Our pain threshold goes down during winter as the nerve endings get hypersensitive. So the same pain inflicted during summer and winter is different, and the body screams out from a lesser amount of pain in winter than in summer. Those suffering from arthritis would thus need an increased dosage to get relief from the same pain. Surgical procedures for arthritis also become more common during this season.
Bones and joints are most easily affected during this time and the knee joint, being more superficial (with less muscle and fat covering), than say the hip, is more exposed to the vagaries of weather, and becomes the most common joint to be affected.
Most people with knee pain, especially those with arthritis, have the misconception that walking around will wear their knee out further. They couldn’t be more wrong. It is by flexing their knee more that they get more blood circulation going, increase joint nutrition and make muscles and bones there stronger.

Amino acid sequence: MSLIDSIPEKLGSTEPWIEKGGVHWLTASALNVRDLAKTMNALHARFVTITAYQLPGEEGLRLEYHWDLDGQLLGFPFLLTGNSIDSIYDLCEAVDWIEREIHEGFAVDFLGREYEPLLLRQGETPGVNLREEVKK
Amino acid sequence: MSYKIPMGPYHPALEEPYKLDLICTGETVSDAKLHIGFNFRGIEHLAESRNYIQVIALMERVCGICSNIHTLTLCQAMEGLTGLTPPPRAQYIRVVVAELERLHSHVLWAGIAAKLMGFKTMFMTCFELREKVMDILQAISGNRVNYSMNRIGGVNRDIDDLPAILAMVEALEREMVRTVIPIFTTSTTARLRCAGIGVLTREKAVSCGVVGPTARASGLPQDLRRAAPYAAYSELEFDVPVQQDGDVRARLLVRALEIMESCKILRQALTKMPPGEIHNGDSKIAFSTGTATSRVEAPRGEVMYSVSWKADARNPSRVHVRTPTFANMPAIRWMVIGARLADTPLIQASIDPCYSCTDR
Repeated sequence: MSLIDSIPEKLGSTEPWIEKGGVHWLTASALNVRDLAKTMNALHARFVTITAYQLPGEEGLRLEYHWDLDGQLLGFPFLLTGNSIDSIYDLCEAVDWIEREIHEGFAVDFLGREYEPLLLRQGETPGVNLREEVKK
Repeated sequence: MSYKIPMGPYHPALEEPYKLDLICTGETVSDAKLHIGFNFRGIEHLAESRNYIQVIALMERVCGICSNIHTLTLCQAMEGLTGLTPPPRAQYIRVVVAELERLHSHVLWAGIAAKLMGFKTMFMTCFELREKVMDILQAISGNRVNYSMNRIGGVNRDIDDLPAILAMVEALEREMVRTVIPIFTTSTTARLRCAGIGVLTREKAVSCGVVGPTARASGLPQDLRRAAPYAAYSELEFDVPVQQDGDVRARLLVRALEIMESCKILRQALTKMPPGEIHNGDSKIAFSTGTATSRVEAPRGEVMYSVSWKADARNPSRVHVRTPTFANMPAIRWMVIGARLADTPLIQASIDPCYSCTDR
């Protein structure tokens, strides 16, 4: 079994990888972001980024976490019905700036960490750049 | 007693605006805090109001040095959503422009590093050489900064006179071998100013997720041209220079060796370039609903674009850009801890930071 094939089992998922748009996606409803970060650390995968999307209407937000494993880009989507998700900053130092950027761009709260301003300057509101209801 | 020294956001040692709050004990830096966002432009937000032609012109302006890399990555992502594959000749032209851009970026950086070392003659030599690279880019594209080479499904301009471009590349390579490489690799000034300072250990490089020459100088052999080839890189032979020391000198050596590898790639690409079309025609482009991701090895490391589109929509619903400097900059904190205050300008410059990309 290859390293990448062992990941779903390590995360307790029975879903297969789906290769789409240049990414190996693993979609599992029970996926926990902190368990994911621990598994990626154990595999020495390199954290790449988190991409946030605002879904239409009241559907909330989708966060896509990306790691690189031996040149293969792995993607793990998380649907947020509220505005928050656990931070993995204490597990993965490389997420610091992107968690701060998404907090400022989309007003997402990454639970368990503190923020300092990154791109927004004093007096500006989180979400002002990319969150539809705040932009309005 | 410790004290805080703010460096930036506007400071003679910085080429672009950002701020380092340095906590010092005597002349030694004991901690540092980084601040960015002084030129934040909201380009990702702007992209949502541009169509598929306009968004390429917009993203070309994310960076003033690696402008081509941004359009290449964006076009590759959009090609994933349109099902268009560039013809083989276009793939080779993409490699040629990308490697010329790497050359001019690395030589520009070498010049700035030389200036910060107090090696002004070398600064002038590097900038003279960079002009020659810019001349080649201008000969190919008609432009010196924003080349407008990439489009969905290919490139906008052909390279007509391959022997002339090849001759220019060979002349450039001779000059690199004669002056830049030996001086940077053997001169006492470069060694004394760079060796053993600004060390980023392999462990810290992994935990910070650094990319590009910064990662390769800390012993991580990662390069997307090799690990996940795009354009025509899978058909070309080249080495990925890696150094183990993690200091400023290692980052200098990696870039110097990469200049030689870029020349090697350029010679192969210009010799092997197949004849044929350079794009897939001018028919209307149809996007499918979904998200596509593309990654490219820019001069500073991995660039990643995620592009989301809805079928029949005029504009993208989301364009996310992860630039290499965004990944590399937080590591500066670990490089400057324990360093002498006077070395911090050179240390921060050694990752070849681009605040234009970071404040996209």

If knee pain has not set in yet this winter for you, it is advisable that you set time apart – from today itself – to prevent it. Just ensure to get into a regular activity like cycling, swimming or walking on a flat surface for 40 minutes to one hour everyday, without fail. If you start these
activities before the onset of winter, you would be giving your knees a healthier chance.
And in case your regular knee pain has already set in, take a Crocin tablet or two – yes, that old trusted painkiller – and start on with the above mentioned activities. There are activities that you should not do too: climbing up and down the steps, getting up from a very low seating position (like an Indian-style toilet) and heavy physical activities. In a couple of weeks, your pain should subside.
Winter is the time people visit orthopaedicians the most, and even request for knee surgeries. The advisable option is to preferably wait out the winter (do these activities), and consider the surgical option only if pain persists during summer.
Seeing a doctor
Your orthopaedician would most likely take an X-ray of your knees first. He would be able to assess the existing damage with this, and advise you on the way ahead. Along with medication, your doctor may advise you a course of physiotherapy. This will strengthen your muscles, increase your range of movements with the affected joint and make your bones stronger.
Crepe bandages, pull-up tubular supports and small braces are available. Ensure that you wear them only while engaging in an activity, and not during rest or night time. Your muscles would be further weakened if you ignore this.